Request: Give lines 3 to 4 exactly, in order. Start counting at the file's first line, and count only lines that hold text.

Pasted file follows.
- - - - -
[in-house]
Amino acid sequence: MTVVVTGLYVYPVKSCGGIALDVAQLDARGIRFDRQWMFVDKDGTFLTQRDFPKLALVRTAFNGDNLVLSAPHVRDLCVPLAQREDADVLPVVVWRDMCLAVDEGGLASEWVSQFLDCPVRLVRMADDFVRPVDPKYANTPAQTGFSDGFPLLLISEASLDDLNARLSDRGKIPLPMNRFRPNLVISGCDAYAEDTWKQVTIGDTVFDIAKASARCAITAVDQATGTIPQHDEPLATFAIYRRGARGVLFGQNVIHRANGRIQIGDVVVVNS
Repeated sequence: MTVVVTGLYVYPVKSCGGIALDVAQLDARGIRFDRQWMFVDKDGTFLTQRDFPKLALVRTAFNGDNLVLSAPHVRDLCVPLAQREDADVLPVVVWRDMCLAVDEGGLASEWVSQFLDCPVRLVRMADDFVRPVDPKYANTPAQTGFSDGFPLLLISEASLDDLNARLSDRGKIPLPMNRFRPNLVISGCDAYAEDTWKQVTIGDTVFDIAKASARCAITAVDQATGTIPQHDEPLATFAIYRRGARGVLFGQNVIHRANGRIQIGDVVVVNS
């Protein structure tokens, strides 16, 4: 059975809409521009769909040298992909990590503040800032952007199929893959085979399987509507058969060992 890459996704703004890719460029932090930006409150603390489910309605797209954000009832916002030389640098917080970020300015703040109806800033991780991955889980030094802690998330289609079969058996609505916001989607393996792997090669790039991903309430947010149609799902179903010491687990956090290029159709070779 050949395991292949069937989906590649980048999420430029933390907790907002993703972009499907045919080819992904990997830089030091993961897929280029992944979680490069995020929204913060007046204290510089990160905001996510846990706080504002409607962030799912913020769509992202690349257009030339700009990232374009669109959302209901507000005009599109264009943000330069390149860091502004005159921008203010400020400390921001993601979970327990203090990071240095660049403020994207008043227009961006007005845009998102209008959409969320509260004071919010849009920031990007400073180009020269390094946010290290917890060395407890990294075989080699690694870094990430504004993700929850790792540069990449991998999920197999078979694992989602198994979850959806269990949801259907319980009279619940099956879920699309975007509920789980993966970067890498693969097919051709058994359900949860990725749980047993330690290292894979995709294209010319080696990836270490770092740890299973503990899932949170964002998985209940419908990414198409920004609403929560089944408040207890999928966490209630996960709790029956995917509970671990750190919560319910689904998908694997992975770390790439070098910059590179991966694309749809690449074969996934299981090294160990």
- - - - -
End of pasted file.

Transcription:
Repeated sequence: MTVVVTGLYVYPVKSCGGIALDVAQLDARGIRFDRQWMFVDKDGTFLTQRDFPKLALVRTAFNGDNLVLSAPHVRDLCVPLAQREDADVLPVVVWRDMCLAVDEGGLASEWVSQFLDCPVRLVRMADDFVRPVDPKYANTPAQTGFSDGFPLLLISEASLDDLNARLSDRGKIPLPMNRFRPNLVISGCDAYAEDTWKQVTIGDTVFDIAKASARCAITAVDQATGTIPQHDEPLATFAIYRRGARGVLFGQNVIHRANGRIQIGDVVVVNS
């Protein structure tokens, strides 16, 4: 059975809409521009769909040298992909990590503040800032952007199929893959085979399987509507058969060992 890459996704703004890719460029932090930006409150603390489910309605797209954000009832916002030389640098917080970020300015703040109806800033991780991955889980030094802690998330289609079969058996609505916001989607393996792997090669790039991903309430947010149609799902179903010491687990956090290029159709070779 050949395991292949069937989906590649980048999420430029933390907790907002993703972009499907045919080819992904990997830089030091993961897929280029992944979680490069995020929204913060007046204290510089990160905001996510846990706080504002409607962030799912913020769509992202690349257009030339700009990232374009669109959302209901507000005009599109264009943000330069390149860091502004005159921008203010400020400390921001993601979970327990203090990071240095660049403020994207008043227009961006007005845009998102209008959409969320509260004071919010849009920031990007400073180009020269390094946010290290917890060395407890990294075989080699690694870094990430504004993700929850790792540069990449991998999920197999078979694992989602198994979850959806269990949801259907319980009279619940099956879920699309975007509920789980993966970067890498693969097919051709058994359900949860990725749980047993330690290292894979995709294209010319080696990836270490770092740890299973503990899932949170964002998985209940419908990414198409920004609403929560089944408040207890999928966490209630996960709790029956995917509970671990750190919560319910689904998908694997992975770390790439070098910059590179991966694309749809690449074969996934299981090294160990």